And because of the length of the National Highway, the nebulousness in the naming not withstanding, locals have taken to calling specific places within its range some special names—even if the inspiration for those names may no longer exist. There was “Sharlyn’s,” once upon a time, named after a sari-sari store that sold ice cream in front of Freedom Park—although no one uses this anymore. Still persisting is “Orchids” just a stone’s throw away. Also “Bricks,” and nearby, the “Karate Club.” These are handy destination qualifiers all tricycle drivers know. Flag down a tricycle, and if you say, “Corner of Veterans Avenue and Aldecoa Drive,” you’ll get a driver scratching his head. Say, “Bricks,” and you’re off to go.

There are also conundrums.

What to make of the two Katada Streets in Dumaguete? One is the short length that begins at the Welcome Area and ends in Hibbard Avenue, Opena’s and The Rollin’ Pin along the stretch. The other is the narrow one that goes right along the painitan at the tianggue.

And where does Hibbard Avenue end and Airport Road begin? I still think Hibbard Avenue ends at L. Rovira Drive, continuing on as Airport Road from that point on to the airport runway itself, encompassing the place we call “Golden Rule.” [And why “Golden Rule”? Because the owners of Golden Rule Store downtown—the Chuangs—had a house with a huge bodega in the area. Since there were not too many houses there back then, locals took to calling it “Golden Rule.”]

And there is the mystery of San Jose Street. The “extension” of it westwards is so long and unwieldy it serves no geographic specificity—and thus is no help to anyone. There really should be a city resolution drafted to give specific lengths of its byways their own names. At least the curve that extends to Daro, going to the Water District, has been renamed Gen. Diego de la Viña Street—although locals still call it “Kalubihan.”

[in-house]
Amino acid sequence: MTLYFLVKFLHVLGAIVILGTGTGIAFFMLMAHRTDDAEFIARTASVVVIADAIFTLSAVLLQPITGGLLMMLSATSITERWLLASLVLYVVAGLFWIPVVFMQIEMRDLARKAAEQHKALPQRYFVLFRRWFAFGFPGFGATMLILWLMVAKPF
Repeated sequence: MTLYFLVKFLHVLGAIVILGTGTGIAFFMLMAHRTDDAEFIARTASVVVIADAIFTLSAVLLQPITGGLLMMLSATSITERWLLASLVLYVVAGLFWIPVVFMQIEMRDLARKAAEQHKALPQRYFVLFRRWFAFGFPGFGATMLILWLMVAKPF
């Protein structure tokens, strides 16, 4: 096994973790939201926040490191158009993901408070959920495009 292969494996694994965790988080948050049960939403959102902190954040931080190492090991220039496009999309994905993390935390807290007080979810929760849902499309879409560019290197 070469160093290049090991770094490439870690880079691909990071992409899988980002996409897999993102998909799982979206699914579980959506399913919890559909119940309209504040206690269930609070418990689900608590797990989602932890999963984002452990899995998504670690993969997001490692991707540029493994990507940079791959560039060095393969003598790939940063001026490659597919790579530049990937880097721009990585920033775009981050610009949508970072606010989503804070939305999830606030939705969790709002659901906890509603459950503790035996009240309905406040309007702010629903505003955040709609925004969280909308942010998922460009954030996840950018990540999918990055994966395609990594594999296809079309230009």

I’m glad we’ve retained some of the old street names, especially those streets that follow the Spanish tradition of naming the early streets of Dumaguete after saints. From Lorna Makil, we learn that this concept of “encircle and protect” allows for the spiritual protection of the poblacion, with streets surrounding it becoming hallowed by these saints’ names. Hence, we have Calle Santa Catalina, Calle San Juan, Calle San Jose, Calle Santa Rosa, and Calle Santa Cecilia—although the latter is now Silliman Avenue.

It took three years, in December 2018, for the City Tourism Officer to finally see some realization of her “proper street signs” dream. What “proper street signs” we see now in place is just Phase 1 of the project—perhaps owing to the fact that there really was no budget for it in the first instance of its conception back in 2016, and for which reallocations of funds had to be done. Phase 1 is all about taking care of the inner city streets. “Phase 2 is all about the outer city streets,” Ms. Antonio said, “and that’s in the works. We were supposed to do Phase 2 in January 2020, but COVID-19 happened. It was put on hold. We continue this year.”

And how come the street signs for Rizal are still missing?

“I had them removed for replacement,” she said. “The manufacturer put in ‘Rizal Boulevard,’ when it should be ‘Rizal Avenue.’”

Such distinctions are important, whether one likes the idea or not. A city progresses for the better if it knows itself—and that includes geography, and street names more specifically. If we cannot agree on the name of the street we live on, how can we agree on the best way to move forward as a community?

Image by Google Maps

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[1] This is Where You Bite the Sandwich